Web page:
-- by Connor Gibson, Greenpeace
Corporate polluters are taking aim this year at states with renewable energy laws, starting with an attack on North Carolina's clean energy economy by American Legislative Exchange Council (ALEC) politicians and member companies.
North Carolina state Representative Mike Hager says he is confident that he has the votes needed to weaken or undo his state's renewable energy requirements. Rep. Hager is a former Duke Energy engineer and a member of ALEC. Duke and Progress Energy (now legally merged) have given Rep. Hager $14,500 for his last two election bids, outspent only by the North Carolina Republican Party.
This is where ALEC makes things awkward for Duke Energy: the renewable energy law that Rep. Hager is targeting (2007 SB3) was created with input from Duke Energy, and Duke explicitly opposes ALEC's "Electricity Freedom Act," the groups new model law to repeal state Renewable Energy Portfolio Standards (REPS). Duke Energy re-asserted its support for North Carolina's REPS standards to the Charlotte Business Journal last April and Progress Energy publicly supported the law before merging with Duke.
Apparently, Duke forgot about supporting North Carolina's clean energy incentives somewhere along the way. Duke and outgoing CEO Jim Rogers recently dismissed over 150,000 concerned citizens demanding that Duke leave ALEC due to its role in controversial voter suppression and gun legislation. Duke remains a dues-paying member of ALEC and participates in its Energy, Environment and Agriculture Task Force.
ALEC: The Polluter's Voice
ALEC's agenda includes rolling back protections on our health, our clean air and water, public safety, public education -- public anything, really. State legislators pay a small fee to become ALEC members, working alongside giant companies to create "models bills" that are then introduced in states across the country, with no disclosure of their ALEC origins.
As CMD previously reported, ALEC's Electricity Freedom Act model bill was written by the Heartland Institute, a group made infamous for comparing those who recognize climate scientists to terrorists like the "Unabomber," Ted Kaczynski. The bill call would repeal state target goals for renewable, clean energy.
This dirty ambition is ALEC's self-stated priority on energy issues this year. Todd Wynn, a corporate influence peddler who heads ALEC's Energy, Environment and Agriculture task force, named North Carolina as one of several states ALEC will focus its clean energy attacks, citing a debunked report from the Koch-funded Beacon Hill Institute of Suffolk University's economics department. Like ALEC, Beacon Hill is part of the Koch-funded State Policy Network. See the Morning Sentinel and a scathing Portland Press Herald editorial for important critiques of the Beacon Hill reports cited by Todd Wynn.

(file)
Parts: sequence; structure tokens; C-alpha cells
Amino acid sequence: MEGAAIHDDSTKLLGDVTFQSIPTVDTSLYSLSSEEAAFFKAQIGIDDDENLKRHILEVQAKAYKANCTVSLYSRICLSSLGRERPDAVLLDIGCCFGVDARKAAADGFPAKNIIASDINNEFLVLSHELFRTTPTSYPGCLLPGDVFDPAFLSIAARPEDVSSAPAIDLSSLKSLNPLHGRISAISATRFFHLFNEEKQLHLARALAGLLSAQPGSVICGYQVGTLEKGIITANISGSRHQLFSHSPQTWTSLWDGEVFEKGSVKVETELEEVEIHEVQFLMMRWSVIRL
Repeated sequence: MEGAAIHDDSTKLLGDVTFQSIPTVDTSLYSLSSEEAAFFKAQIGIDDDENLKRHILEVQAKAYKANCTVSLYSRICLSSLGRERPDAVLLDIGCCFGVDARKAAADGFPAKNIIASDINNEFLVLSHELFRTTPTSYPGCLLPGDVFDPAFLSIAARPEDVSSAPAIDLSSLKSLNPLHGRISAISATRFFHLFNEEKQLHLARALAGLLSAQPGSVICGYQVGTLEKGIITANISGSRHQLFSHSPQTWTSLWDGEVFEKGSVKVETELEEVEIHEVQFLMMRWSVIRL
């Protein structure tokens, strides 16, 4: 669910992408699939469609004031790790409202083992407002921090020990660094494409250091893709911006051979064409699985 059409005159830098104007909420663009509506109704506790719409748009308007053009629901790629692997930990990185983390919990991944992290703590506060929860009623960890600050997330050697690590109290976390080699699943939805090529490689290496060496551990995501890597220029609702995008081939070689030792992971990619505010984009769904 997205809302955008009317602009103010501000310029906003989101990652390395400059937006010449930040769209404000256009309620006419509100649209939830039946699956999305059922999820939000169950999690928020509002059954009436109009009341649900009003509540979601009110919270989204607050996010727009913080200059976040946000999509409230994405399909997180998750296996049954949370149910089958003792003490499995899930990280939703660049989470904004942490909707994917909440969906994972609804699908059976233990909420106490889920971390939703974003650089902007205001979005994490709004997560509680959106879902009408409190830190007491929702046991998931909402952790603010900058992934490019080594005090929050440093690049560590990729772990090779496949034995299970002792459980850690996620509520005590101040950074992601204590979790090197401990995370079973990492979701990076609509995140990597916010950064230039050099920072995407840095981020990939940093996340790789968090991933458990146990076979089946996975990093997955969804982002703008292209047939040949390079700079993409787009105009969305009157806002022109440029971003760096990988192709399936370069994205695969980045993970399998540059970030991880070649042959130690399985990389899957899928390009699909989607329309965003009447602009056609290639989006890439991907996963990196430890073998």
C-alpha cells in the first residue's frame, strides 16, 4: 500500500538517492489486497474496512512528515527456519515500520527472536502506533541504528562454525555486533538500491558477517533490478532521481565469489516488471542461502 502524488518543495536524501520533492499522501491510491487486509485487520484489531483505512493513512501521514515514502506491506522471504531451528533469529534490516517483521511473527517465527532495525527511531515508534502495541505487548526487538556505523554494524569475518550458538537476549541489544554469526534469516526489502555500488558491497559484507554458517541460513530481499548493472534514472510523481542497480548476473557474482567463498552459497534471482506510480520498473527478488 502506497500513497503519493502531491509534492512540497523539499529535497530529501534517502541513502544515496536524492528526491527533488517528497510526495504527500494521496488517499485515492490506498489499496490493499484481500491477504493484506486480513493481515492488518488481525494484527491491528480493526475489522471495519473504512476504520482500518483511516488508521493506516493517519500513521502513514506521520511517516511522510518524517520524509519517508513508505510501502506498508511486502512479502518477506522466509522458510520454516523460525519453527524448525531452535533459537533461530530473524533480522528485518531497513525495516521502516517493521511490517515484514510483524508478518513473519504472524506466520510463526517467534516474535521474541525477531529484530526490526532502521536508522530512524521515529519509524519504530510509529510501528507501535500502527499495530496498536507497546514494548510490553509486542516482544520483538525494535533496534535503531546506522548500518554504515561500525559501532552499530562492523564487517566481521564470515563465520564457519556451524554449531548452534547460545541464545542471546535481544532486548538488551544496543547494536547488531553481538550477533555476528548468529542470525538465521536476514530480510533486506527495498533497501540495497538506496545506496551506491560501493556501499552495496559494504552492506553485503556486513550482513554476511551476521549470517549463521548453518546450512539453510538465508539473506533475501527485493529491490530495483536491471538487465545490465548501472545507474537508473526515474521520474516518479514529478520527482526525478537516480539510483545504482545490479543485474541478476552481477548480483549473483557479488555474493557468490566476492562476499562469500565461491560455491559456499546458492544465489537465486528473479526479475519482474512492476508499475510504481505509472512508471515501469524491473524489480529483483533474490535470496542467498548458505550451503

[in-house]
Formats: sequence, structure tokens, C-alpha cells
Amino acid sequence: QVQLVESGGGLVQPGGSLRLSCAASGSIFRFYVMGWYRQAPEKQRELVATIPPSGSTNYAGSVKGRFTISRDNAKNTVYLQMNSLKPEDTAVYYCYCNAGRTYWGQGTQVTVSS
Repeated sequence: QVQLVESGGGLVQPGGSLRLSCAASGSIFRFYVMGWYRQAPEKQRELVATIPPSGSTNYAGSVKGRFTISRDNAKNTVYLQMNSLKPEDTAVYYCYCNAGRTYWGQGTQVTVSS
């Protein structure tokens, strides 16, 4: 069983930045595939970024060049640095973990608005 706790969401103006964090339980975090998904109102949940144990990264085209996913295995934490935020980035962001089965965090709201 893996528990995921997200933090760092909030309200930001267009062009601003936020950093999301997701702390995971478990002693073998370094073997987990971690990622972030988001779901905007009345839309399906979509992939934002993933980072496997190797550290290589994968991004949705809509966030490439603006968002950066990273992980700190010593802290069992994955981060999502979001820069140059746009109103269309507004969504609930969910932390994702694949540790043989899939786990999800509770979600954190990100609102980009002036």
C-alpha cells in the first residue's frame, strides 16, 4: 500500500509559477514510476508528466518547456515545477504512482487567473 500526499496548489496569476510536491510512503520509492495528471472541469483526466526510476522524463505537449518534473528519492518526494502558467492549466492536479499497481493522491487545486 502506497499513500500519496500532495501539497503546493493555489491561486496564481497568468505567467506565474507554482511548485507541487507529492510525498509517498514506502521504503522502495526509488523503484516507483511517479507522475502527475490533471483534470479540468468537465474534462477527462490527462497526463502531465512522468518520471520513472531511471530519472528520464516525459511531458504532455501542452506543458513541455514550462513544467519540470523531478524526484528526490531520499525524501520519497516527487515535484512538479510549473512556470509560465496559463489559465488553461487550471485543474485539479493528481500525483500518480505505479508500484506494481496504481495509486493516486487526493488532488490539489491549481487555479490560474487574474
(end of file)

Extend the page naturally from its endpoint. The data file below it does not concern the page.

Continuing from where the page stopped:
Actually...Clean Energy has Treated North Carolina's Economy Well!
We've known for decades that phasing out fossil fuels (coal, oil, gas) and ambitiously implementing clean energy not only slows our sprint toward irreversible, catastrophic climate change, but stimulates the economy and creates jobs that do not poison us. In North Carolina, SB3 has helped create the current 15,200 full-time equivalent clean energy jobs, up three percent from the previous year, and generated $3.7 billion in economic activity in 2012 (North Carolina Sustainable Energy Association 2012 Industry Census).
While ALEC has touted a pile of reports written with the pre-determined conclusion that clean energy is ALWAYS too pricey, the Charlotte Business Journal reports that SB3 has a "negligible impact on customer bill increases" for Progress Energy Carolinas' customers, at about 41 cents per month.
If it survives, North Carolina's SB3 would ensure at least three percent of the state's energy is from renewable sources this year, increasing to at least 12.5 percent by 2021.
What Next for the ALEC Attacks?
North Carolina appears to be one of the first states subjected to ALEC's dirty energy agenda this year. Expect similar ALEC attacks on clean energy laws in states around the country. According to its own documents, ALEC spent the last couple years monitoring states attempting to introduce state-level renewable energy portfolio standards in West Virginia, Vermont and Virginia as well as legislative attacks on REPS laws in New Hampshire and in Ohio.
It appears that ALEC has morphed from an opportunistic observer to the coordinator of attacks on our states' clean energy laws.
For more on how the American Legislative Exchange Council is degrading public policies across the United States, see ALECExposed.org.